Studying at Queen’s as an international student had always been a life-changing and challenging experience for myself. However, I think ever since the pandemic outbreak, things got jumbled up all over again – and the routine that took me nearly one year (or more!) to get used to, suddenly had to be changed.
Studying at Queen’s as an international student had always been a life-changing and challenging experience for myself, especially when many “first-times” happened during my three years here in Belfast. It is my first time studying abroad, my first time staying alone far from my family, and it is also my first time living in a Western country where everyone speaks a different language or has a different living culture compared to what I am familiar with when I am back home in Malaysia.
With more time and opportunity for me to be alone, I realised that I have way more opportunities to reflect on my mental health and wellbeing. During the first few years (pre-Covid) of my time at Queen’s, things have been much more manageable, especially as I am easily pre-occupied with classes, tutorials, part-time work, or even frequent meet up with friends. Obviously, it took me some time before I was able to truly adapt to all the culture shocks while studying abroad and how I can really manage my time and emotions even if I am very far away from my family or close friends.
However, I think ever since the pandemic outbreak, things got jumbled up all over again – and the routine that took me nearly one year (or more!) to get used to, suddenly had to be changed. All of my housemates immediately flew back to Malaysia once we were told that the University would be reducing its face-to-face teaching to essential teaching only, and I was left alone in my whole house (I was staying at a private accommodation).
There are many reasons why I chose to stay back, and this was also a decision that I made after consulting and discussing with my parents. Nevertheless, I could have underestimated the impact everything could have when I had to stay at home alone in a foreign country amidst a global pandemic.
With more time to myself, I started having worries or fear, especially during late nights, when I was all alone in my bedroom. It was nothing too serious for me (fortunately) but it was nevertheless an honest feeling and experience I had during the first lockdown period. However, I felt really lucky because not only I get to video call my parents nearly every day (receiving lots of encouragement and positive vibes from them), I also received support from my personal tutor (Prof. Gordon Anthony) and Gemma O’Donnell from the Arts, Humanities & Social Sciences Faculty Office. Everyone tends to check out on each other, and it is those little (yet meaningful) nudges and encouragements that really supported me through those challenging times. I even received a cute care pack from the Faculty (that included some treats and even a cute Queen’s bear) Lastly, I am also super grateful for my girlfriend’s mental support while I am trying to cope with my worries or anxiety. We will have Zoom calls or even virtual dates to make sure that we do not feel too lonely while staying at home and not leaving the house during the lockdown.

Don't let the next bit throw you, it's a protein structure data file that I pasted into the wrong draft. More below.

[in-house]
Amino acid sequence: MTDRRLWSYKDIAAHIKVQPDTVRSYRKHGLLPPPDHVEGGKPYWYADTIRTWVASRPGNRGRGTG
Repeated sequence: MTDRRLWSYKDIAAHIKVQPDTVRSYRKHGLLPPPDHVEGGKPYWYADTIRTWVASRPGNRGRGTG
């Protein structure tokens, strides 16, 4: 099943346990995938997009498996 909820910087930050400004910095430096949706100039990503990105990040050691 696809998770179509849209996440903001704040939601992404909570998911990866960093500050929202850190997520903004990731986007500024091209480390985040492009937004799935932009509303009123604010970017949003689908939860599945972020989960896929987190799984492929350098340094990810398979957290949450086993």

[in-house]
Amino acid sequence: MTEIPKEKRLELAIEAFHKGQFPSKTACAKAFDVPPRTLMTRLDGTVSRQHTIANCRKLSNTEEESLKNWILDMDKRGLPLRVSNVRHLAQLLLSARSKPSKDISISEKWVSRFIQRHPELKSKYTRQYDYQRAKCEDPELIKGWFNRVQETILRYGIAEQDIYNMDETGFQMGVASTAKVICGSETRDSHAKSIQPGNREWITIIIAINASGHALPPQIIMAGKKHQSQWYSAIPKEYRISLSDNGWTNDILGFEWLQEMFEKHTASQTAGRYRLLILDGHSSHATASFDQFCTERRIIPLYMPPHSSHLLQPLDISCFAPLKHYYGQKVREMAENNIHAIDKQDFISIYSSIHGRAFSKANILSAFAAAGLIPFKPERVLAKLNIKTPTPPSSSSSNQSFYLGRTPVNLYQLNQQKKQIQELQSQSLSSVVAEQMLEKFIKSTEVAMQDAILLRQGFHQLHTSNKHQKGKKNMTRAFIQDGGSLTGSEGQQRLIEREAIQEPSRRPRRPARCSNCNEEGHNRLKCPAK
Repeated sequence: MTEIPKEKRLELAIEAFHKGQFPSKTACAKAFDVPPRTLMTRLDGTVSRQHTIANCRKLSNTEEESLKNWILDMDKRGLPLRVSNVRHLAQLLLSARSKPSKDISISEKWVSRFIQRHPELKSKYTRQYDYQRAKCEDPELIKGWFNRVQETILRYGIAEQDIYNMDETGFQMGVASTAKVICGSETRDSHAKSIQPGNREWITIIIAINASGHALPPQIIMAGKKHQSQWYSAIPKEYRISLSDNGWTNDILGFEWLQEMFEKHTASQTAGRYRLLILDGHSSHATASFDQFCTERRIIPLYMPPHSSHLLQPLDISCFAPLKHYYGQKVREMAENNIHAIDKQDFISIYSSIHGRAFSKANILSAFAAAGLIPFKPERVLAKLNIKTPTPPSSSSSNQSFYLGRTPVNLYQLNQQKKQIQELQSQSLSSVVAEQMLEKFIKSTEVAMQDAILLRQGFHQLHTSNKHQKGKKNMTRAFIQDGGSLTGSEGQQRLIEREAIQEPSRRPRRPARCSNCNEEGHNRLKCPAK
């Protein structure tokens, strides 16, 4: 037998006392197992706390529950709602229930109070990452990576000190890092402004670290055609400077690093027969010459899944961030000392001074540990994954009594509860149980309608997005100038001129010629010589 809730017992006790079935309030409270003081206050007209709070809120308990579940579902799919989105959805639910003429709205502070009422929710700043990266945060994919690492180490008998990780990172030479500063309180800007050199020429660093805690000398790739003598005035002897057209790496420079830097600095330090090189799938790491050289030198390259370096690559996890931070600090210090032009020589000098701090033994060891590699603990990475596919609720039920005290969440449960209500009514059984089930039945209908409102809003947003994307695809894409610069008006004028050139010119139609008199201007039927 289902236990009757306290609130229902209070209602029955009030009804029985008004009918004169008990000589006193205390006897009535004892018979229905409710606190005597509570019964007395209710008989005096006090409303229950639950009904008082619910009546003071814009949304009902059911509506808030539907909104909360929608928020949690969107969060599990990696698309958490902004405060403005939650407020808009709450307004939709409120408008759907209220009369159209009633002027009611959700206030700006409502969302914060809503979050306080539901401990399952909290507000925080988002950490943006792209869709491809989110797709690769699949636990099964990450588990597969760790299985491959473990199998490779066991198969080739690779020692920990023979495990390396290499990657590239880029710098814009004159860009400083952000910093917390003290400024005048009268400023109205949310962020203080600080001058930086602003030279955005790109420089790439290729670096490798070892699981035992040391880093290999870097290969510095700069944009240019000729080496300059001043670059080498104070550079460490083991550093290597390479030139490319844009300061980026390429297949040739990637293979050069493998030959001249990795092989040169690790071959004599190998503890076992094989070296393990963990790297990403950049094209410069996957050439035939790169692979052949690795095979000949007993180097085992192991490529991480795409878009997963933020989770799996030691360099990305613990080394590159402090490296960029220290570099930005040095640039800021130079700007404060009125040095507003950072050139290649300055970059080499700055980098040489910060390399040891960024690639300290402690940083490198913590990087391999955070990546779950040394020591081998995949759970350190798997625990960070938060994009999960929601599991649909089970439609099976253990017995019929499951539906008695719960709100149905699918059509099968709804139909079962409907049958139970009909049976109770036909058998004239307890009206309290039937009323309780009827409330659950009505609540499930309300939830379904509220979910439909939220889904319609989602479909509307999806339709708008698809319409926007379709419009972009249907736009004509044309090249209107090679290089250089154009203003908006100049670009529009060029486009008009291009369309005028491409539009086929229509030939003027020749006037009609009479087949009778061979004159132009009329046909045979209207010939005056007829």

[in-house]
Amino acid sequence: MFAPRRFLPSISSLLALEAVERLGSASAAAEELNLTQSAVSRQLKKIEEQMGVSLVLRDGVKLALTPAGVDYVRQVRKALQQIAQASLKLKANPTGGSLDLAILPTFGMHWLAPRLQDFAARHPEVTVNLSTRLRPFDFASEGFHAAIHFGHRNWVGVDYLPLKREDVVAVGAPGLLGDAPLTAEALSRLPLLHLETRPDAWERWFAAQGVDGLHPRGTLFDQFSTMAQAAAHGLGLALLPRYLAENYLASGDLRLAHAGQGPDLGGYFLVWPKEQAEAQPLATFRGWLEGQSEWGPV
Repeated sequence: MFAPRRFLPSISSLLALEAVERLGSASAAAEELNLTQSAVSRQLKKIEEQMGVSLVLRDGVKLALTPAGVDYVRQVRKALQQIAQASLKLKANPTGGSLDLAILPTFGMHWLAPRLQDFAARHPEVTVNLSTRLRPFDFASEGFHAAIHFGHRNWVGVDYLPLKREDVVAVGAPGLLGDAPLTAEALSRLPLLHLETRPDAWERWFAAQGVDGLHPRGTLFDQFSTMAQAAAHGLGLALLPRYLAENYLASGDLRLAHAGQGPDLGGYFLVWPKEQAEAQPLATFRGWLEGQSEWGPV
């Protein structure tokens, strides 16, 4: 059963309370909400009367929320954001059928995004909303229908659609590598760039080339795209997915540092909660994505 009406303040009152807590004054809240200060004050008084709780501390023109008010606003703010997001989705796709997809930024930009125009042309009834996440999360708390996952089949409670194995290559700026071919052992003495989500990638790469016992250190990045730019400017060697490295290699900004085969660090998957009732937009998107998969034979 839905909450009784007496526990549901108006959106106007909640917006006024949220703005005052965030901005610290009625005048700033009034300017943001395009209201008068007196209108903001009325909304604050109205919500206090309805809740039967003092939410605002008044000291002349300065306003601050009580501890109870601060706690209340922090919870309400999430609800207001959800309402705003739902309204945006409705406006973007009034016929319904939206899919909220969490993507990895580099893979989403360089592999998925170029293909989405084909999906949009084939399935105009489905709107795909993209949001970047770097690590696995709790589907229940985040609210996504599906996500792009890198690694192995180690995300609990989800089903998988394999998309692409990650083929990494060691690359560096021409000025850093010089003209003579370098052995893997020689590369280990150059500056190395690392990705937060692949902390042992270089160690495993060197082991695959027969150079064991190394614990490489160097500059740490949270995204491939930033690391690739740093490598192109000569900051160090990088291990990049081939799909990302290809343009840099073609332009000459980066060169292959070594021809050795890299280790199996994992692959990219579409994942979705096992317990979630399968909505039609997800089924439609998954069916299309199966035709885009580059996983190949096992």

Everyone tends to check out on each other, and it is those little (yet meaningful) nudges and encouragements that really supported me through those challenging times.
One thing to express is that even though the University made some really unprecedented policies, I generally felt supported by the different exam and learning adjustments that were announced to us before our exams by the School. The wellbeing-related tips and online services (by Queen’s) also tend to help make my day. I think instead of totally closing off from the world, I tried to look at the bright side of things, and the way how everyone is trying to adapt and support each other as a collaborative and supportive community is what makes me feel hopeful instead of feeling helpless or alone.
I tried to look at the bright side of things, and the way how everyone is trying to adapt and support each other as a collaborative and supportive community is what makes me feel hopeful instead of feeling helpless or alone.
Even though things have been very uncertain different since then, and work at my course or other part-time work have just been piling up – I think I have got used to the current tempo of my life. I always made sure that I have time for self-care and just switch off from laptops/internet (since everything has been virtual these days). Whenever I feel anxious or tired, I will also make sure to take some breaks or even catch up with my family and friends through WhatsApp video calls!
What I learned ultimately from my experience is that:
- Take your time to find your own wellbeing mantra/tempo; and,
- Remind yourself that you are never alone, and do reach out if you ever feel overwhelmed, or helpless.
I sincerely thank everyone within the University for supporting students all along the way, and I strongly encourage more stories to be heard from students & staff just to make sure that we normalise mental health issues and help ensure that more support systems are prioritised across all Faculties & departments.
Mental Health issues can affect anyone at any time. But confidential, professional help is available through the University.
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